Question: “My divorce has been final for a while. Why am I still so sad?”
Over a year-and-a-half ago, I felt so lost. (And again a time or two since then.) Sad. Blah. Passion-less. I purchased a book* to help me work through the sad state I was in and I was clicking right along. I did everything it told me to do: I came up with a life timeline, listed the negative points, processed the redemption that had come from each, and decided upon my five primary roles. This was all good and fine; I really felt like I was accomplishing something.
And then…and then I hit a wall.
So I did what I usually do when I hit a wall: I spent some time with my mentor. And I told her about the process that I was making myself go through and how, when I got to the step where it asked what my ambitions were – how I wanted to live out my life in each of my five roles – how I hit a wall and couldn’t think of anything to write down under any of them, after thinking and praying about it for several days.
I told her that for the past twenty years, I’ve had various passions. Mothering young children, then women’s ministry, then social justice. That I’d poured myself into each of these things, wrote about these things, been an advocate for these things. But that right then, I didn’t feel like I had a passion for anything.
And she said, “I have your answer.”
“Okay,” I said. “What is it?”
And then she said this, “Years ago, when people lost someone they loved, it was expected that they would mourn for a year. They were given black arm bands to wear. They even put black wreathes on their front doors. They were to rest and grieve and heal. They even had places in the middle of their town called Melancholy Park where they would be allowed to go and just sit. Can you imagine? No one would bother them, no one made fun of them, no one pushed them to get back into their regular lives. They were not only allowed but encouraged to do the grieving work, for a year.”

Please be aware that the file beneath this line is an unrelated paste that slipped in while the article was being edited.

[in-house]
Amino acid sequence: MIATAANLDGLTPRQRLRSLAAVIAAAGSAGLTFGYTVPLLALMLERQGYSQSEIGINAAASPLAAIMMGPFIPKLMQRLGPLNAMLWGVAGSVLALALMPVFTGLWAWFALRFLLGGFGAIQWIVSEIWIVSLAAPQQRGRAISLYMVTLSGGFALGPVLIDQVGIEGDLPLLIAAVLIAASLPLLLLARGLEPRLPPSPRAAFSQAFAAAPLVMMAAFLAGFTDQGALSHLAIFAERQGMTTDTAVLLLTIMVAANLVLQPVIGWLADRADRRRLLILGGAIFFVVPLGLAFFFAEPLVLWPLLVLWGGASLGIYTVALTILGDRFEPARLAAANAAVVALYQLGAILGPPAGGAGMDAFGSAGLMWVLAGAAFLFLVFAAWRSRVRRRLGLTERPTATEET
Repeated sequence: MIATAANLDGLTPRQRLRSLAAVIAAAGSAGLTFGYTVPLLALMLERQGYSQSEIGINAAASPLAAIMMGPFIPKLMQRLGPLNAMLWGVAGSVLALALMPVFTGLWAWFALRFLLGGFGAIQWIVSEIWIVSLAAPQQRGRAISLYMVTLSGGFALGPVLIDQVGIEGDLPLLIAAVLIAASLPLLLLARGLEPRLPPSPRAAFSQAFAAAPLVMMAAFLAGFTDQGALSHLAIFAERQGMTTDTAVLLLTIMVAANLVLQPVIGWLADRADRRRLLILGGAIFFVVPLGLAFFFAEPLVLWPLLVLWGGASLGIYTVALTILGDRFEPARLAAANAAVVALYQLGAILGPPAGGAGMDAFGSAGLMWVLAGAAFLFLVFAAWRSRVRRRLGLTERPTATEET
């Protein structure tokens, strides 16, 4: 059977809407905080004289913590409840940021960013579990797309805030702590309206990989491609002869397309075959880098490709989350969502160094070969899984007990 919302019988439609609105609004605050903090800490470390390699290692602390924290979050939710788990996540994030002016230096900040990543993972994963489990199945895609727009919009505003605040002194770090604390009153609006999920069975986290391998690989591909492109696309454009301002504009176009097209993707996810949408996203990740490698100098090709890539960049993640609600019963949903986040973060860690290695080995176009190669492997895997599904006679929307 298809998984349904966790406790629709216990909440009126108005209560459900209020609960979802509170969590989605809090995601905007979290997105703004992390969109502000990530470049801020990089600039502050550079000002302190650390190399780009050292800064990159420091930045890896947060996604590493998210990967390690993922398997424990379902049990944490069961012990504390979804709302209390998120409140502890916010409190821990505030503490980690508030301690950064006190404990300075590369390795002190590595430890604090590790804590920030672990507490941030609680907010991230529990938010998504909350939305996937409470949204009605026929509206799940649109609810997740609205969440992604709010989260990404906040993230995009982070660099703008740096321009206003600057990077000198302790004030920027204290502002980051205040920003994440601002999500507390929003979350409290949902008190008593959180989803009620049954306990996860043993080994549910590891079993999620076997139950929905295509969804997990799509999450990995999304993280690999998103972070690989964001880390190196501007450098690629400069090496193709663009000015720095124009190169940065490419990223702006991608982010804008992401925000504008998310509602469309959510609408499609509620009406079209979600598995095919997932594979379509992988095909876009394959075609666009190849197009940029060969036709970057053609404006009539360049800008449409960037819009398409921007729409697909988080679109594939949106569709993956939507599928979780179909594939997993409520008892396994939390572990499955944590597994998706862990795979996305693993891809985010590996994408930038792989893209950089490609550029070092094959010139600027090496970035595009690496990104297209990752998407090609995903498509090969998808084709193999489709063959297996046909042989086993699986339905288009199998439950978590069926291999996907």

I sat there, tears streaming down my face, not even four months past my divorce. (I had been kicking myself for not yet feeling healed and whole already.)
She continued, “You have lost something big. Picture yourself with a black arm band. Let yourself rest. Let yourself grieve. Let yourself heal. I’ll let you know if I think you’re not doing enough. But right now, just rest. Because if you don’t do the work now, it’ll come out eventually.”
I went home and put that book away. The process of finding my new place, my next chapter, my next thing, would just have to wait a few months. (Okay, several months.)
Because in that season, I had the deeper works of rest and grieving and healing to accomplish. How I had wished I could live in Melancholy Park, but she said we can only visit.
The LORD is close to the brokenhearted; he rescues those whose spirits are crushed. –Psalm 34:18 (NLT)-
*Storyline by Donald Miller